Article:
The clock had not stuck 6.00 am yet when I had crossed Vithura junction. Soon after, the roads began to appear quite dismal. There were many houses constructed along the path. I also spotted a bike or two whose owners were not seen within its vicinity. The sun rays had pierced through the branches of the trees en route, as if an invisible force were flashing a torch from skies. I also noticed a few people who were busy tapping rubber at the estates situated close by. They were wearing helmets with torches attached to it so as to be able to see better in the dark.
The ride led me to Kallar, a place situated near Ponmudi. The view at this spot in indeed one of a kind. With large rocks constituting a major portion of the landscape, one could the location was named in a most apt manner (kallu means ‘rock’ in Malayalam). There are two major spot of interest located here – the Golden Valley and the Meenmutty waterfalls. Kallar is also a popular destination for bird watchers. A dip in the cool yet pure water that flows through this area is truly worth the effort. One could also avail the facilities provided by the District Tourism Promotion Council at Kallar, including: rest rooms, the dining hall and bathrooms.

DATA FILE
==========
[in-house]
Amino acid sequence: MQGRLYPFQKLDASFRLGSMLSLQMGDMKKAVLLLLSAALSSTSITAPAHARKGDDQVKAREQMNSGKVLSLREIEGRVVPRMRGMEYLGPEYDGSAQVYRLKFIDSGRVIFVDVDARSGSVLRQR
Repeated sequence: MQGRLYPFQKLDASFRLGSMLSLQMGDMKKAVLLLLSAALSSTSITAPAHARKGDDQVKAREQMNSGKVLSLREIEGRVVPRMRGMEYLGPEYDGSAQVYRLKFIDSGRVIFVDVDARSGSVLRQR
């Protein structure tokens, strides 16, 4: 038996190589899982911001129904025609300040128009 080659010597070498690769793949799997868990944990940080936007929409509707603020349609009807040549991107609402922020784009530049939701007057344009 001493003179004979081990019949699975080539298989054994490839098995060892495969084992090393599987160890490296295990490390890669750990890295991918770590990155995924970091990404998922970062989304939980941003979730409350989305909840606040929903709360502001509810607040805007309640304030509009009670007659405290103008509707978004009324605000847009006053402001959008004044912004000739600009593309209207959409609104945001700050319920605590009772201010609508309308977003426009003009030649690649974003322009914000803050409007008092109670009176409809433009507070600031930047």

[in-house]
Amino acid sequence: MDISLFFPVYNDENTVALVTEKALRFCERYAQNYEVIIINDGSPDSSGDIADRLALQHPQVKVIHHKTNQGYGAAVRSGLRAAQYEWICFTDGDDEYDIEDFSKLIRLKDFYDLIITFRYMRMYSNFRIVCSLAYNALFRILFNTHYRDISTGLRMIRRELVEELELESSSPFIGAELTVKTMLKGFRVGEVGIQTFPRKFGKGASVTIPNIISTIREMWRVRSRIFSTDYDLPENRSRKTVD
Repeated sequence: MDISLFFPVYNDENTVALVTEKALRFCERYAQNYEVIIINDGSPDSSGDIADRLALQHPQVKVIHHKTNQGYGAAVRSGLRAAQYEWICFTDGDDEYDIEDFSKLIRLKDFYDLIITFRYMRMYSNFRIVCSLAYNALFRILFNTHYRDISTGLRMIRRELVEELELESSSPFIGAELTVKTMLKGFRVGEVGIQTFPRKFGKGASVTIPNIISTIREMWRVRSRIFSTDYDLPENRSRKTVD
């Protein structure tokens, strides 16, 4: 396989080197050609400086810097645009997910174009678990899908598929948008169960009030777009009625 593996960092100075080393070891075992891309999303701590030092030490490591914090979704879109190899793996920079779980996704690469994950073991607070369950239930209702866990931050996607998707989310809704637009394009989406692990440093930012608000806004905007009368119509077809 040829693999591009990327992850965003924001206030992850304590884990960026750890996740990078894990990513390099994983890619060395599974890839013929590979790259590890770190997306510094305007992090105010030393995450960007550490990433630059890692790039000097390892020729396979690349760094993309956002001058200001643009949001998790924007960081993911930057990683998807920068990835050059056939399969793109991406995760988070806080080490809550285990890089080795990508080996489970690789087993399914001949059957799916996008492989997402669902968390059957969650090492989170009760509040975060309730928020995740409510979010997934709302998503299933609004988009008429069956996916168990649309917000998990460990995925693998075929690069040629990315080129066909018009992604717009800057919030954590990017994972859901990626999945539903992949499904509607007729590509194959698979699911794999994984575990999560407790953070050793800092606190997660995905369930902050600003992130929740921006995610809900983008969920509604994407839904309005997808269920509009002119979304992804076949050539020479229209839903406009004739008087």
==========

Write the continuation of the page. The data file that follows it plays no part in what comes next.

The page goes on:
Finally, I had reached my destination after riding through the thick forests. Ponmudi is the ultimate destination for all those who wish to experience nature at its best. Situated 1100 metres above sea level, you are bound to enjoy a fascinating view of the water body surrounding the hill. There are 22 hairpin bends en route the hill station. The authorities of the forest department had placed a board welcoming tourists to the hill station. They had also issued special instructions in the interest of those who love the forests as well and requested the visitors to be responsible.